The export keyword is used to export the function so that other JavaScript module can import it. Now that the sub page navigation configuration is discussed, next, we will discuss the design of the TestController.

For this application, I just need to create a very simple application with one page that associates with a controller. The controller should have a few properties that are the model properties (can be used on the page) that can be manipulated on the page. Then there will be the button which user can press and see the reaction on the page. These should sufficiently demonstrate the idea of using ES6 syntax for the design of the controller.

For this controller, I will design a simple addition calculator. There will be two input fields that user can enter integer values. Then there is another input field that will display the sum of the two entered values. If the user enters some invalid value, then the input field that displays the sum would reset to null, then a warning will be displayed. To do the input validation and calculate the sum, the user will click the button called "Calculate".

Here is the full source code of the controller:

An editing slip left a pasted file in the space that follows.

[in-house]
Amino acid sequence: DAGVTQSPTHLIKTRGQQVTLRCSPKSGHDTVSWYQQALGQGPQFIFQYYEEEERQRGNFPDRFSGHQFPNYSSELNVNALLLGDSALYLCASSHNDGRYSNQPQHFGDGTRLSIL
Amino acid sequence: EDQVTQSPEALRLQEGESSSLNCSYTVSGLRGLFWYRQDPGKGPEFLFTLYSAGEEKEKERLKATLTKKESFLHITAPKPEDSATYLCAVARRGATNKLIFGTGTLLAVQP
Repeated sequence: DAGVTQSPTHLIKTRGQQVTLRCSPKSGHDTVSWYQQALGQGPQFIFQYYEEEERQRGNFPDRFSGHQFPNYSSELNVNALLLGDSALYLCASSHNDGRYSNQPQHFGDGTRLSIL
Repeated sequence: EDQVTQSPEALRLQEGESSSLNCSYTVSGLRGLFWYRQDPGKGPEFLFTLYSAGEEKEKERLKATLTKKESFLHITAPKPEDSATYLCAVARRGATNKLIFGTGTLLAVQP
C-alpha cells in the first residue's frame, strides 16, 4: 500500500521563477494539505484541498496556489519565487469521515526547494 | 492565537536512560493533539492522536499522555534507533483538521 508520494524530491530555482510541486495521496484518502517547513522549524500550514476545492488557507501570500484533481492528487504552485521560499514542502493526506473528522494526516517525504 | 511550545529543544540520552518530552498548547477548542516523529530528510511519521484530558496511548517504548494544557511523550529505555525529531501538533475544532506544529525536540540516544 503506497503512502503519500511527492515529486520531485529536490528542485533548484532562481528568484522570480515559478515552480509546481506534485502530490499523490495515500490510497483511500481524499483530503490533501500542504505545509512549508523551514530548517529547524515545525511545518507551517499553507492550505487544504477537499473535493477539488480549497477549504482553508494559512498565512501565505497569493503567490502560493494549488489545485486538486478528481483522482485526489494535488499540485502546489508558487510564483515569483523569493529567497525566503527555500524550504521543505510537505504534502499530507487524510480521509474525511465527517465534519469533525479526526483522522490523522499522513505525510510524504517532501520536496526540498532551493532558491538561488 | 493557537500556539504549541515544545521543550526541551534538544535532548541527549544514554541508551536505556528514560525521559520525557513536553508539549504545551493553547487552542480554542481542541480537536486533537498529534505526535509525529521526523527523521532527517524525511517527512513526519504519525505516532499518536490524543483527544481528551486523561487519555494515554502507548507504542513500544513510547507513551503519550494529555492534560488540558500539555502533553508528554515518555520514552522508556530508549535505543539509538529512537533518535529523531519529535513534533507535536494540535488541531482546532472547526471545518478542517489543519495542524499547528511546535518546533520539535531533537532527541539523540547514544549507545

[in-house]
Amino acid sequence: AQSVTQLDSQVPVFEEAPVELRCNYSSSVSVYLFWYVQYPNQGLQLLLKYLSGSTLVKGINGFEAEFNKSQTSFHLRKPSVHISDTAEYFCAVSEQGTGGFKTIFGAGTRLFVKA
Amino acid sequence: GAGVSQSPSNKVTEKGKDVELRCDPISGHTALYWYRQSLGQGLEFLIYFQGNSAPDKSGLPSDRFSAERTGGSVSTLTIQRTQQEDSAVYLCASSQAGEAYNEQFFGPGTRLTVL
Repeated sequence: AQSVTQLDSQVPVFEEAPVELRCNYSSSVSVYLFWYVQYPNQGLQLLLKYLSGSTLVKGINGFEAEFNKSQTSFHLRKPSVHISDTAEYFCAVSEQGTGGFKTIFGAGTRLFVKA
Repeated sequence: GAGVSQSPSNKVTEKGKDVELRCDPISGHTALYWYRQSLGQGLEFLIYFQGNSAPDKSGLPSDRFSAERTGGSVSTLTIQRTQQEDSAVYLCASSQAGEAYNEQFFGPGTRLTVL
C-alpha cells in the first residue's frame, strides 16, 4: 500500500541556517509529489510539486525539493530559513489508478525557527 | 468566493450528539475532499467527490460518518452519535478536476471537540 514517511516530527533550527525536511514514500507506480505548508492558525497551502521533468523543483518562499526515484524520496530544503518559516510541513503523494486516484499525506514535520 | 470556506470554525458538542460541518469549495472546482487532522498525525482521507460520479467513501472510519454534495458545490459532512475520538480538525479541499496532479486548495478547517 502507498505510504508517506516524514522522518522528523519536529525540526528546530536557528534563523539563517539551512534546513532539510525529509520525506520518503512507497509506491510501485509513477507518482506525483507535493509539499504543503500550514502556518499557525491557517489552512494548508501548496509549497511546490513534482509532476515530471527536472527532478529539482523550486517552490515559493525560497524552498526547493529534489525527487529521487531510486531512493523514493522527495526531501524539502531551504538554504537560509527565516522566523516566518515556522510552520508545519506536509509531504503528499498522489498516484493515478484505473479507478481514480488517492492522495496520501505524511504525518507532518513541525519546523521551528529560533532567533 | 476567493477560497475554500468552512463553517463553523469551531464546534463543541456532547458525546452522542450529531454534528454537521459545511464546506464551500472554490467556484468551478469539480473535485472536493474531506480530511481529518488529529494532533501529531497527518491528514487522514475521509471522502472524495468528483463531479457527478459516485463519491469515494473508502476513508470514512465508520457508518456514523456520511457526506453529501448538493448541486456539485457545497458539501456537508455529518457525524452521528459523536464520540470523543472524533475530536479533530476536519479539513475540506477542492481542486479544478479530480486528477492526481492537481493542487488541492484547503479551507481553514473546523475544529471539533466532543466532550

JavaScript
export class TestController {
  
  constructor() {
    this._value1 = "";
    this._value2 = "";
    this._sumValue = null;
  }
  
  get value1 () {
     return this._value1;
  }
  
  set value1 (val) {
     this._value1 = val;
  }
  
  get value2 () {
     return this._value2;
  }
  
  set value2 (val) {
     this._value2 = val;
  }
  
  get sumValue () {
     return this._sumValue;
  }
  
  set sumValue (val) {
     this._sumValue = val;
  }

  clickIt() {
     let intVal1 = parseInt(this.value1);
     let intVal2 = parseInt(this.value2);
     
     if (isNaN(intVal1) || isNaN(intVal2)) {
        alert("The integer values entered is/are invalid. Please correct.");
        this.sumValue = null;
        return;
     }
     
     this.sumValue = intVal1 + intVal2;
  }
}